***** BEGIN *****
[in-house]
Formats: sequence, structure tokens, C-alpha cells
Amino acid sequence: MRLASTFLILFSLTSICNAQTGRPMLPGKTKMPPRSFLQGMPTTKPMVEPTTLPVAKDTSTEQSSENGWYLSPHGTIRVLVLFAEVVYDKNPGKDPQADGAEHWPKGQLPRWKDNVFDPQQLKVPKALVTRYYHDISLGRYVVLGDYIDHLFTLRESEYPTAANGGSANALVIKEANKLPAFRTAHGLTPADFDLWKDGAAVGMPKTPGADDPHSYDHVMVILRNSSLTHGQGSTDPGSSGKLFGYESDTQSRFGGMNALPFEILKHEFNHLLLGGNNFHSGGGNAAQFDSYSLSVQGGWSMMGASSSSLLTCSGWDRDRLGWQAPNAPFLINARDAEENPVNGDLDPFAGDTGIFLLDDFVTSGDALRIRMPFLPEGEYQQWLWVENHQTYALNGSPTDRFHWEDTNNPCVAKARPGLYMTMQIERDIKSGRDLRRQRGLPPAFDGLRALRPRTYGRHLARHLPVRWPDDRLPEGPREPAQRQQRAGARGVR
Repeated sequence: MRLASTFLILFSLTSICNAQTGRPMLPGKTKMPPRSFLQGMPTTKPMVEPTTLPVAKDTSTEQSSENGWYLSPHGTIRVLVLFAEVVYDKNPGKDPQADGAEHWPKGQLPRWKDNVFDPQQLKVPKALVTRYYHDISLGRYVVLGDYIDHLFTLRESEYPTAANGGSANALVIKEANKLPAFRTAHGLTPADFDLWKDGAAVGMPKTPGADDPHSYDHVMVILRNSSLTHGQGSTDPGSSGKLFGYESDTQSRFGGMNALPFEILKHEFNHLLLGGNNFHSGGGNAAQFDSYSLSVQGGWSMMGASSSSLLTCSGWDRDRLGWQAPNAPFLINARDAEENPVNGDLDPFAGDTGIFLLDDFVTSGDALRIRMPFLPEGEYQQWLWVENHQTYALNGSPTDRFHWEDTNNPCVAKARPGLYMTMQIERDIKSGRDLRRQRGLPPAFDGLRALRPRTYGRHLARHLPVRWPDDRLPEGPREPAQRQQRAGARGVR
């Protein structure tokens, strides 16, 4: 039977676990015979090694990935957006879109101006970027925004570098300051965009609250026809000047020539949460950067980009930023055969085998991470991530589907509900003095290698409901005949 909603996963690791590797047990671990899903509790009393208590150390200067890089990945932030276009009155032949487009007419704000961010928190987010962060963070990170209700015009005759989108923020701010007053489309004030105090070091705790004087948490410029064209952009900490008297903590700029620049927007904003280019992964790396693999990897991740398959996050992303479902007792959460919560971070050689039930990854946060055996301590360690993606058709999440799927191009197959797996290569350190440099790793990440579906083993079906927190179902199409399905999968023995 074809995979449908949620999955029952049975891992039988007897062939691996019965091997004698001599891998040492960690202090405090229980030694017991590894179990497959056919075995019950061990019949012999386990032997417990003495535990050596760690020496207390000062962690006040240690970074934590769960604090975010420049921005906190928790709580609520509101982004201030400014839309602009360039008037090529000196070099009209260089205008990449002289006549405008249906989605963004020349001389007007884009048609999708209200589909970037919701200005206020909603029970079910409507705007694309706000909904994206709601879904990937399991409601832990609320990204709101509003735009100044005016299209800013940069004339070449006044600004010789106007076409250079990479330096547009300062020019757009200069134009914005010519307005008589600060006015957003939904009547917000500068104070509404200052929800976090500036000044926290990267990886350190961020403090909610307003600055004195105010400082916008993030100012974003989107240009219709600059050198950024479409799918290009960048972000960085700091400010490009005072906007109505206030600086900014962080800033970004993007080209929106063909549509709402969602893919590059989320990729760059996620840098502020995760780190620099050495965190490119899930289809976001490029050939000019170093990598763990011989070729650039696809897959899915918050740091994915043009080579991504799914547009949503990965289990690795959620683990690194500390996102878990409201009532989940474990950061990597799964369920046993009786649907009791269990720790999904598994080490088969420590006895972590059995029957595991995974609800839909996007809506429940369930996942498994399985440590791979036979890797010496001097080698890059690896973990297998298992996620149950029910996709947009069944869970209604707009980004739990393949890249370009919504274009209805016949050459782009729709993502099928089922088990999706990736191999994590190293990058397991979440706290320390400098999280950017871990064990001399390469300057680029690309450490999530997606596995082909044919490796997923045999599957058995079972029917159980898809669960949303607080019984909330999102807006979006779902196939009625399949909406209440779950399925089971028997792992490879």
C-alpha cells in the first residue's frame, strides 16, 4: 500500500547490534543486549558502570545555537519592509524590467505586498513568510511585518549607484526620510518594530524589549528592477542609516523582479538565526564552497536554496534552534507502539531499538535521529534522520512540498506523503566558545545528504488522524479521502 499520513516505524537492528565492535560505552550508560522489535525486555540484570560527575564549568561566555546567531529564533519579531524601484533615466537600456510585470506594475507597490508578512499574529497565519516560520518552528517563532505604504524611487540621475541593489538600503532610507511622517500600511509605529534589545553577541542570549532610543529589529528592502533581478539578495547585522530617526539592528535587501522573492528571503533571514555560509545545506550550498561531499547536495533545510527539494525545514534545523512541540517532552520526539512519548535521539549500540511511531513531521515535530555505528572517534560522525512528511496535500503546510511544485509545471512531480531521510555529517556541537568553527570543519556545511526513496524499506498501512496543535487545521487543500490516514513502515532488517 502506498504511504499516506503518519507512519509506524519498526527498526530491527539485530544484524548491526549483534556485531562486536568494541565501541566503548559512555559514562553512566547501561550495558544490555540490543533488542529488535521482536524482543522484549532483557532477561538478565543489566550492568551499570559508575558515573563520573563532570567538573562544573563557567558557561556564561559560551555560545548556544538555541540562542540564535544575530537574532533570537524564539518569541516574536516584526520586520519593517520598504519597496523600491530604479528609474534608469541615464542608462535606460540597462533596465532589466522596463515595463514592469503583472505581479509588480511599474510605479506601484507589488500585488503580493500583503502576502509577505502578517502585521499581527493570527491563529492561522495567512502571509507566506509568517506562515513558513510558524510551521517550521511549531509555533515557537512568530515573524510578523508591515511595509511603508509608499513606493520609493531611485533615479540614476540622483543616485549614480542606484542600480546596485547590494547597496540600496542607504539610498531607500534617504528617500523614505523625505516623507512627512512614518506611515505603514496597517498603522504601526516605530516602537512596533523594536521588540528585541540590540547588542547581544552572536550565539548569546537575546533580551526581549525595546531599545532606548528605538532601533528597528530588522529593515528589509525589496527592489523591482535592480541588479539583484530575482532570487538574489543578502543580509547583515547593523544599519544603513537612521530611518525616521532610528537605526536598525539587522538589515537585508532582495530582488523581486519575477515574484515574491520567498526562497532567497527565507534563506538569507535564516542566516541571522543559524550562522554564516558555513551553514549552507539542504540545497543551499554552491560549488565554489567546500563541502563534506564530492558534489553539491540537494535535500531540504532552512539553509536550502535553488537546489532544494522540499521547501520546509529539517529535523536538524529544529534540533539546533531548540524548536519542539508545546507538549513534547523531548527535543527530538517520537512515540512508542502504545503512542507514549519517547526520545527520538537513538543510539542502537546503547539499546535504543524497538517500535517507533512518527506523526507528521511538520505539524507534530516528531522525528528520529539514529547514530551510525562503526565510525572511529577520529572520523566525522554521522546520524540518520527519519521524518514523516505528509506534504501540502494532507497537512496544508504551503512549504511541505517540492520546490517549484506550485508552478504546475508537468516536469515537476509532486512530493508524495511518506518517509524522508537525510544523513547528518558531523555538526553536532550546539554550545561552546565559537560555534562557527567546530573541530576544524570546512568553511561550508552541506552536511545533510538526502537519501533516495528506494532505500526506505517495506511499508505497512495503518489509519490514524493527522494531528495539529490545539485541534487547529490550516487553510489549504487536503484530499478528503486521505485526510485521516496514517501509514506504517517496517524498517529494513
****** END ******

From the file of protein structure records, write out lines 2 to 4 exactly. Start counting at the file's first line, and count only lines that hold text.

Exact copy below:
Formats: sequence, structure tokens, C-alpha cells
Amino acid sequence: MRLASTFLILFSLTSICNAQTGRPMLPGKTKMPPRSFLQGMPTTKPMVEPTTLPVAKDTSTEQSSENGWYLSPHGTIRVLVLFAEVVYDKNPGKDPQADGAEHWPKGQLPRWKDNVFDPQQLKVPKALVTRYYHDISLGRYVVLGDYIDHLFTLRESEYPTAANGGSANALVIKEANKLPAFRTAHGLTPADFDLWKDGAAVGMPKTPGADDPHSYDHVMVILRNSSLTHGQGSTDPGSSGKLFGYESDTQSRFGGMNALPFEILKHEFNHLLLGGNNFHSGGGNAAQFDSYSLSVQGGWSMMGASSSSLLTCSGWDRDRLGWQAPNAPFLINARDAEENPVNGDLDPFAGDTGIFLLDDFVTSGDALRIRMPFLPEGEYQQWLWVENHQTYALNGSPTDRFHWEDTNNPCVAKARPGLYMTMQIERDIKSGRDLRRQRGLPPAFDGLRALRPRTYGRHLARHLPVRWPDDRLPEGPREPAQRQQRAGARGVR
Repeated sequence: MRLASTFLILFSLTSICNAQTGRPMLPGKTKMPPRSFLQGMPTTKPMVEPTTLPVAKDTSTEQSSENGWYLSPHGTIRVLVLFAEVVYDKNPGKDPQADGAEHWPKGQLPRWKDNVFDPQQLKVPKALVTRYYHDISLGRYVVLGDYIDHLFTLRESEYPTAANGGSANALVIKEANKLPAFRTAHGLTPADFDLWKDGAAVGMPKTPGADDPHSYDHVMVILRNSSLTHGQGSTDPGSSGKLFGYESDTQSRFGGMNALPFEILKHEFNHLLLGGNNFHSGGGNAAQFDSYSLSVQGGWSMMGASSSSLLTCSGWDRDRLGWQAPNAPFLINARDAEENPVNGDLDPFAGDTGIFLLDDFVTSGDALRIRMPFLPEGEYQQWLWVENHQTYALNGSPTDRFHWEDTNNPCVAKARPGLYMTMQIERDIKSGRDLRRQRGLPPAFDGLRALRPRTYGRHLARHLPVRWPDDRLPEGPREPAQRQQRAGARGVR